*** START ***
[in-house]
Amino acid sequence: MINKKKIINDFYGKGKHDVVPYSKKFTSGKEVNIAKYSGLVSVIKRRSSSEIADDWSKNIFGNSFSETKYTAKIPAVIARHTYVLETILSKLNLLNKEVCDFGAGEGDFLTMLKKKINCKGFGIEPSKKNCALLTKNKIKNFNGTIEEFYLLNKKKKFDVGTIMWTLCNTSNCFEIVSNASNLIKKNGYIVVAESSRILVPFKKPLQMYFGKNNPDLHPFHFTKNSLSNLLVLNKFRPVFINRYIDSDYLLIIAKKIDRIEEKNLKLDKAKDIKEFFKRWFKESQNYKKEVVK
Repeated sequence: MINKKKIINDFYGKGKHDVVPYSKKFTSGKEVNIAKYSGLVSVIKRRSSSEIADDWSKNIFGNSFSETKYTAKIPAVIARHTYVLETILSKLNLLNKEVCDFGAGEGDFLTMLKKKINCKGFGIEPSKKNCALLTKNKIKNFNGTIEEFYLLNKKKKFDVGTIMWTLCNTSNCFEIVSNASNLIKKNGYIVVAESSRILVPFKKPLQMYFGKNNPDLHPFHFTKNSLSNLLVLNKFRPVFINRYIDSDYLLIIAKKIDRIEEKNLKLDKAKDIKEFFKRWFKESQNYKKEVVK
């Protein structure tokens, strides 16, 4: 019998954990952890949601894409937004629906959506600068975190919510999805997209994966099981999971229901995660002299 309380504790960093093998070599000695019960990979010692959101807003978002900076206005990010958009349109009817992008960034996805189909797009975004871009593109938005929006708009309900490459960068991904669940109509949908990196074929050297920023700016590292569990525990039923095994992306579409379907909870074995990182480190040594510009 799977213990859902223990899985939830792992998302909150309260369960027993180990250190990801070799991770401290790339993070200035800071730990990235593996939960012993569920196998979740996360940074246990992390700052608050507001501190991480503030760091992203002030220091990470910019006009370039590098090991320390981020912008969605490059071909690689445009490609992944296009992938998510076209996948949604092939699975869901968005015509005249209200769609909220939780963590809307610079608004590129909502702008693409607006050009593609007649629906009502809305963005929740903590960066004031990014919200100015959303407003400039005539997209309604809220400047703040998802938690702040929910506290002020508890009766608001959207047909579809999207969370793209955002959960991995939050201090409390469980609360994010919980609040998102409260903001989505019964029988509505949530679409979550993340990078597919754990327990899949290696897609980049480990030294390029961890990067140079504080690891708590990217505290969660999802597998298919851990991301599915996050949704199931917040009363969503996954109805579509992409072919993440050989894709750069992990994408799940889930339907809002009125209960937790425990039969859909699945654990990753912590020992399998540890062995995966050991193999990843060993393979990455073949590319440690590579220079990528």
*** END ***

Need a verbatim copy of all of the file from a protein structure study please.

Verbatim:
[in-house]
Amino acid sequence: MINKKKIINDFYGKGKHDVVPYSKKFTSGKEVNIAKYSGLVSVIKRRSSSEIADDWSKNIFGNSFSETKYTAKIPAVIARHTYVLETILSKLNLLNKEVCDFGAGEGDFLTMLKKKINCKGFGIEPSKKNCALLTKNKIKNFNGTIEEFYLLNKKKKFDVGTIMWTLCNTSNCFEIVSNASNLIKKNGYIVVAESSRILVPFKKPLQMYFGKNNPDLHPFHFTKNSLSNLLVLNKFRPVFINRYIDSDYLLIIAKKIDRIEEKNLKLDKAKDIKEFFKRWFKESQNYKKEVVK
Repeated sequence: MINKKKIINDFYGKGKHDVVPYSKKFTSGKEVNIAKYSGLVSVIKRRSSSEIADDWSKNIFGNSFSETKYTAKIPAVIARHTYVLETILSKLNLLNKEVCDFGAGEGDFLTMLKKKINCKGFGIEPSKKNCALLTKNKIKNFNGTIEEFYLLNKKKKFDVGTIMWTLCNTSNCFEIVSNASNLIKKNGYIVVAESSRILVPFKKPLQMYFGKNNPDLHPFHFTKNSLSNLLVLNKFRPVFINRYIDSDYLLIIAKKIDRIEEKNLKLDKAKDIKEFFKRWFKESQNYKKEVVK
């Protein structure tokens, strides 16, 4: 019998954990952890949601894409937004629906959506600068975190919510999805997209994966099981999971229901995660002299 309380504790960093093998070599000695019960990979010692959101807003978002900076206005990010958009349109009817992008960034996805189909797009975004871009593109938005929006708009309900490459960068991904669940109509949908990196074929050297920023700016590292569990525990039923095994992306579409379907909870074995990182480190040594510009 799977213990859902223990899985939830792992998302909150309260369960027993180990250190990801070799991770401290790339993070200035800071730990990235593996939960012993569920196998979740996360940074246990992390700052608050507001501190991480503030760091992203002030220091990470910019006009370039590098090991320390981020912008969605490059071909690689445009490609992944296009992938998510076209996948949604092939699975869901968005015509005249209200769609909220939780963590809307610079608004590129909502702008693409607006050009593609007649629906009502809305963005929740903590960066004031990014919200100015959303407003400039005539997209309604809220400047703040998802938690702040929910506290002020508890009766608001959207047909579809999207969370793209955002959960991995939050201090409390469980609360994010919980609040998102409260903001989505019964029988509505949530679409979550993340990078597919754990327990899949290696897609980049480990030294390029961890990067140079504080690891708590990217505290969660999802597998298919851990991301599915996050949704199931917040009363969503996954109805579509992409072919993440050989894709750069992990994408799940889930339907809002009125209960937790425990039969859909699945654990990753912590020992399998540890062995995966050991193999990843060993393979990455073949590319440690590579220079990528």